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This article applies to selling in: United Kingdom

Toy Safety Directive

Directive 2009/48/EC on the safety of toys (the “Toy Safety Directive”) contains the rules on the supply and sale of toy products in the EU. It sets out a number of important requirements on toy safety, labelling, warnings and administrative obligations.

It is your responsibility to comply with the Toy Safety Directive and the national implementation of the Toy Safety Directive in EU Member States. This material is for informational purposes only. It is not intended as legal advice. We encourage you to consult your legal counsel if you have questions about the laws and regulations concerning your product.

Who does the Toy Safety Directive apply to?

The Toy Safety Directive sets out obligations for manufacturers, authorised representatives, importers and distributors of toys.

  • You are a manufacturer if you manufacture a toy yourself or have a toy designed and manufactured, and market it under your name or trademark.
  • You are an authorised representative if a toy manufacturer has given you a written mandate to act on their behalf in relation to specific tasks.
  • You are an importer if you are established in the EU and you import and sell toys from outside the EU into the EU.
  • You are a distributor if you offer toys for sale or supply but are not a manufacturer or importer.

What products are in scope of the Toy Safety Directive?

The Toy Safety Directive applies to all toys. Toys are products designed or intended for use in play by children under the age of 14. The product does not have to be intended exclusively for “play”, it could have other functions as well, e.g. a keyring with a teddy bear attached to it or a soft, filled, animal-shaped backpack. Any product designed with a potential play function, being attractive to or marketed for children could be considered a toy in scope of the directive.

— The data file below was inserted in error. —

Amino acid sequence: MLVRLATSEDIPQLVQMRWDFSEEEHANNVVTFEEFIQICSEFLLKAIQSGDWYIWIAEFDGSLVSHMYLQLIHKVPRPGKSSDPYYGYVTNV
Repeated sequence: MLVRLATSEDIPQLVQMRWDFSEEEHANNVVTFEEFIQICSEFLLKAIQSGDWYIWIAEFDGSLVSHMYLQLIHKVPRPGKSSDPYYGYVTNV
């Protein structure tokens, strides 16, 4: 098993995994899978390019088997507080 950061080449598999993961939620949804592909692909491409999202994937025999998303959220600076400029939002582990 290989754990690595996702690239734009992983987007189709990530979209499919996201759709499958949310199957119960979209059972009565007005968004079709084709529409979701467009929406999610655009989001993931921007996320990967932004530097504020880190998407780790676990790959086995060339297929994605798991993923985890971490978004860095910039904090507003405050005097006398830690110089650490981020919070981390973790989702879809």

There are a number of product types that are excluded from the scope of the legislation. A full list of excluded products is contained in Article 2 and Annex I of the Toy Safety Directive. This includes, by way of example, puzzles with more than 500 pieces, sports equipment such as roller skates intended for children above 20kg, baby soothers, toy steam engines and slings/catapults.

What are the key requirements of the Toy Safety Directive?


Manufacturers are responsible to ensure that a toy undergoes a safety assessment and conformity assessment procedure. This is done either by (i) self-verification by using the European-harmonised standards or by (ii) third-party verification via a notified body. A list of European-harmonised standards can be found here:

A toy must comply with the essential safety requirements listed in Annex II of the Toy Safety Directive, which are both general (e.g. health and safety of children and others such as parents/caregivers) and specific (e.g. relating to physical, chemical and mechanical risks, flammability etc.), before they can be sold in the EU. Toys, including chemicals that they contain, must not jeopardise the health and safety of people when they are used in a foreseeable way.